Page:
A tale of the one ring, six thousand days ago.

bikecampingThe weeks up to proposing to the woman of your dreams are a combination of wild anticipation and sheer terror – even if you believe to know the answer with a high degree of probability.

We were camping up in Algonquin Park when the big day arrived. I’d hidden the custom-made ring in a pair of rolled up socks since we’d left Ottawa, where it had been carefully concealed inside one of my computers (two places I could be sure Tracey wouldn’t accidentally find it).

We were camped over on site 209, Kearny Lake, just across from Pog Lake. On the morning of August 23rd, 1997 Tracey had given me a watch (which I wore every day for about fourteen years until it broke beyond repair) to celebrate our first year together.

I nearly panic-proposed, but managed to keep my suave exterior from showing the fierce inner battle that waged for nearly ten seconds. She probably thought the progress-bar expression was just my usual self getting distracted by (possibly) a real squirrel.

Our history filled with long walks. We especially loved going on long walks while camping, and to this day still do. I don’t exactly recall if it was raining when we left for our walk, but we were dressed for it – I remember sneaking the ring (and box, I think) into the pocket of by bright yellow MEC monsoon coat.

We walked in the rain through the Kearney campground, then wandered across the highway to Pog Lake, and then to Whitefish lake where it was definitely raining, and foggy. Just about everywhere along the walk, I was looking for the ideal location to propose.

I had no idea what the ideal location looked like.

Eventually, I found a spot I thought would do the trick. Sheltered somewhat from the rain by tall pines, there were two trees that had grown together. I stutter/mumbled something about being joined like the two trees and how much I loved her, and dropped to one knee.

Will you marry me?

Let’s jump backwards.. oh, about two months.

The hunt for the ideal engagement ring (a relatively modern social convention invented by the diamond industry’s marketing department) at various retailers didn’t yield any promising prospects. I looked in the Rideau Centre, in the Byward Market, and down Bank street. Nada.

A traditional prong design wouldn’t do, as Tracey works with rather expensive fabrics all day, and I wanted to give her something she could actually wear.

One day, I sat down and designed a ring – white gold (Tracey doesn’t care for yellow gold), with three channel set stones, a Canadian diamond flanked by our birthstones. I spoke to numerous jewellers and settled on Tang Jewellers who assured me that they could make the ring in time for pickup well before we left for Algonquin Park.

The call came in at work that the ring was ready. In my excitement when I picked it up, I didn’t notice a small flaw – either due to the terrible lighting, possibly that anticipation and/or terror I mentioned earlier, or the fact that I was rushed – or most likely all of the above.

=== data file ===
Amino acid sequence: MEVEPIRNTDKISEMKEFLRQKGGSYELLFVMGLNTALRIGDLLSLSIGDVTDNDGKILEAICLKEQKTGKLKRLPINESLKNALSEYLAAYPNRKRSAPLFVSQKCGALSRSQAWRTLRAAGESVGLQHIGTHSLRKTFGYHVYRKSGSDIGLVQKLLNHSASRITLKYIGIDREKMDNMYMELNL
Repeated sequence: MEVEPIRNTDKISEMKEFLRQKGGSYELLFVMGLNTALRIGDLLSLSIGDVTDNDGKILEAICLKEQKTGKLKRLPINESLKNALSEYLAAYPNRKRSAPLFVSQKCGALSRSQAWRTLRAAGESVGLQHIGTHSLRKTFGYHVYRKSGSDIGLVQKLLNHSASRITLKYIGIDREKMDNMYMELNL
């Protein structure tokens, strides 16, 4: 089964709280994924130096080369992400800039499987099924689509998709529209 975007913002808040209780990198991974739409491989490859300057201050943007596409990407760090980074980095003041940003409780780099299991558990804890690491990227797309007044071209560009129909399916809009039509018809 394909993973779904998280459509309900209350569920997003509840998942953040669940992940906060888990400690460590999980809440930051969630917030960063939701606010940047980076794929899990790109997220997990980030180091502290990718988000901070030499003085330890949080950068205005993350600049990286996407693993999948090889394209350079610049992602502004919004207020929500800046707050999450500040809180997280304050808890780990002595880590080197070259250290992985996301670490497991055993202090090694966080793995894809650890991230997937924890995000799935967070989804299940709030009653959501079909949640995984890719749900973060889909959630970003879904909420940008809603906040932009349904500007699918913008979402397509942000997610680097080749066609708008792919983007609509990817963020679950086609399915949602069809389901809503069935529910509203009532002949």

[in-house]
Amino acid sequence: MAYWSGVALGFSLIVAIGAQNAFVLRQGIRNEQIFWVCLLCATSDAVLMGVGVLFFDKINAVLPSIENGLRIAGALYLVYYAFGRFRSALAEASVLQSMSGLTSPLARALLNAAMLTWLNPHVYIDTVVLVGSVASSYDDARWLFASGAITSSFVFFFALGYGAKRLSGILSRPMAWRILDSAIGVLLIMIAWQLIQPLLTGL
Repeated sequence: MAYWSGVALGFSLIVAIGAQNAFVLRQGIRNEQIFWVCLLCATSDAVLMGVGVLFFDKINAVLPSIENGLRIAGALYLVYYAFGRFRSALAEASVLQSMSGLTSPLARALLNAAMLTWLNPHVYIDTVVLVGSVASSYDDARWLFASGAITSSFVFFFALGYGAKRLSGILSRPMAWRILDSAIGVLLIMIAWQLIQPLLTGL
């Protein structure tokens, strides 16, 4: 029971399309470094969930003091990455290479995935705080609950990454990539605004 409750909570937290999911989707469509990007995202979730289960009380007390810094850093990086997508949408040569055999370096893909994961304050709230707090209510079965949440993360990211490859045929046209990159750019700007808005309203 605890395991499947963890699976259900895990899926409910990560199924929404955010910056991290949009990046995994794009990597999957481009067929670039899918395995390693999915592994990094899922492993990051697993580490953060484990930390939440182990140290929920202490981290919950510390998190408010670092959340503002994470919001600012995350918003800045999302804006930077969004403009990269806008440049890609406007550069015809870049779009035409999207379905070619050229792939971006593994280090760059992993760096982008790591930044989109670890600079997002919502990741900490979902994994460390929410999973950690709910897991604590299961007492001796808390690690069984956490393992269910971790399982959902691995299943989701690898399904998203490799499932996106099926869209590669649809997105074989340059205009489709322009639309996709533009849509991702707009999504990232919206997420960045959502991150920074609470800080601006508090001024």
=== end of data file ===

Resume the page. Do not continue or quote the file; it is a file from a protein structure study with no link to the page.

tentsFast-forward back to Algonquin.

Will you marry me?

Exactly what she said next is a bit fuzzy, but was something close to “Is there a reason it’s yellow gold?

Entirely not the answer I was expecting. Or, I suppose the one I was dreading.

I didn’t have a back-up plan for this response. Confusion – yellow gold? Wait. What? I ordered white gold, I knew it! I thought it might be the light where we were. Nope, that was yellow gold, no question about it.

Somewhere in the confusion, I’m reasonably certain that she did indeed say yes, but I don’t *specifically* recall it.

Tracey told me that if she had an inkling that I’d propose she would have arranged a ceremony right then. I’m not sure how she didn’t know – somehow I’d managed to get her ring size, probably through some wildly complicated and intricate scheme.

When we got home from the trip, I checked the receipt for the ring, and yes, it did indeed specify white gold, so we took it back to the jeweller, who, after apologizing up and down, had the ring completely remade in less than a week. We were so pleased with the results, we had them make our wedding bands.

ringsEvery year since then, we try to find the spot where I proposed, and we have been unable to, leading me to suspect we’d travelled though some foggy fairy proposal vortex.

I don’t mind if fairies had their fun – we’ve lived happily every after.

2 thoughts on “A tale of the one ring, six thousand days ago.”

  1. No matter how many times I hear this story, I love it. You’re such a romantic :-)

    And finding that spot would be tricky… with all the storms that blow through Algonquin, the tree cutting they do and the passing years it would be a miracle. But, miracles do happen so keep hunting… maybe in your 20th anniversary year…

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